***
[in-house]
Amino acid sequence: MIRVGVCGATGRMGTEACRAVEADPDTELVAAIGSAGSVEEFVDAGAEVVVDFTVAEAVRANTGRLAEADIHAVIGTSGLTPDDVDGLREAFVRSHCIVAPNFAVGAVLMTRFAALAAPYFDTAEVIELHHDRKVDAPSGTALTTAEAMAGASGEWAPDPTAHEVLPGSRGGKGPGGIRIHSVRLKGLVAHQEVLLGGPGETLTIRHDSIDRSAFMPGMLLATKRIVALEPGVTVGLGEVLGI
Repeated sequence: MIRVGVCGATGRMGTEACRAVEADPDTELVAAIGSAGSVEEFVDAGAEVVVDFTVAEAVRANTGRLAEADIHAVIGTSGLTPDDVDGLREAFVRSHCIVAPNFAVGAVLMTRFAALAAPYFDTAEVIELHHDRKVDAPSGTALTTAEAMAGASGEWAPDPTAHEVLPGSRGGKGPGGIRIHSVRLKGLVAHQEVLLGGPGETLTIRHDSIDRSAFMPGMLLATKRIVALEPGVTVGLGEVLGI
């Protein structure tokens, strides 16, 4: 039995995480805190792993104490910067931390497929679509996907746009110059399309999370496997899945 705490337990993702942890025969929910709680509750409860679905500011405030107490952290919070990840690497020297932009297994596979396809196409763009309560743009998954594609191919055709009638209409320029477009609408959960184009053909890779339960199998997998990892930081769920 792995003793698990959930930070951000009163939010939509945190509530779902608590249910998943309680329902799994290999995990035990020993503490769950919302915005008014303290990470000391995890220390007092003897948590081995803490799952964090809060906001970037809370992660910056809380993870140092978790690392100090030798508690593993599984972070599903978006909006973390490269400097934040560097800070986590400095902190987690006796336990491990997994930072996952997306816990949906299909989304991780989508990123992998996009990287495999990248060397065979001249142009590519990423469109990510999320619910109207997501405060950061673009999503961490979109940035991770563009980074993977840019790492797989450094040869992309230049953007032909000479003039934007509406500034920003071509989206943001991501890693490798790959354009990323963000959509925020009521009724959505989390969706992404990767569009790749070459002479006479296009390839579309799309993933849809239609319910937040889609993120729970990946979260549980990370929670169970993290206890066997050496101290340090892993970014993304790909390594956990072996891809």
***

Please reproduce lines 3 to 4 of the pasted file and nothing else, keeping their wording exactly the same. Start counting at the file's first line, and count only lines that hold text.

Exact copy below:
Repeated sequence: MIRVGVCGATGRMGTEACRAVEADPDTELVAAIGSAGSVEEFVDAGAEVVVDFTVAEAVRANTGRLAEADIHAVIGTSGLTPDDVDGLREAFVRSHCIVAPNFAVGAVLMTRFAALAAPYFDTAEVIELHHDRKVDAPSGTALTTAEAMAGASGEWAPDPTAHEVLPGSRGGKGPGGIRIHSVRLKGLVAHQEVLLGGPGETLTIRHDSIDRSAFMPGMLLATKRIVALEPGVTVGLGEVLGI
């Protein structure tokens, strides 16, 4: 039995995480805190792993104490910067931390497929679509996907746009110059399309999370496997899945 705490337990993702942890025969929910709680509750409860679905500011405030107490952290919070990840690497020297932009297994596979396809196409763009309560743009998954594609191919055709009638209409320029477009609408959960184009053909890779339960199998997998990892930081769920 792995003793698990959930930070951000009163939010939509945190509530779902608590249910998943309680329902799994290999995990035990020993503490769950919302915005008014303290990470000391995890220390007092003897948590081995803490799952964090809060906001970037809370992660910056809380993870140092978790690392100090030798508690593993599984972070599903978006909006973390490269400097934040560097800070986590400095902190987690006796336990491990997994930072996952997306816990949906299909989304991780989508990123992998996009990287495999990248060397065979001249142009590519990423469109990510999320619910109207997501405060950061673009999503961490979109940035991770563009980074993977840019790492797989450094040869992309230049953007032909000479003039934007509406500034920003071509989206943001991501890693490798790959354009990323963000959509925020009521009724959505989390969706992404990767569009790749070459002479006479296009390839579309799309993933849809239609319910937040889609993120729970990946979260549980990370929670169970993290206890066997050496101290340090892993970014993304790909390594956990072996891809």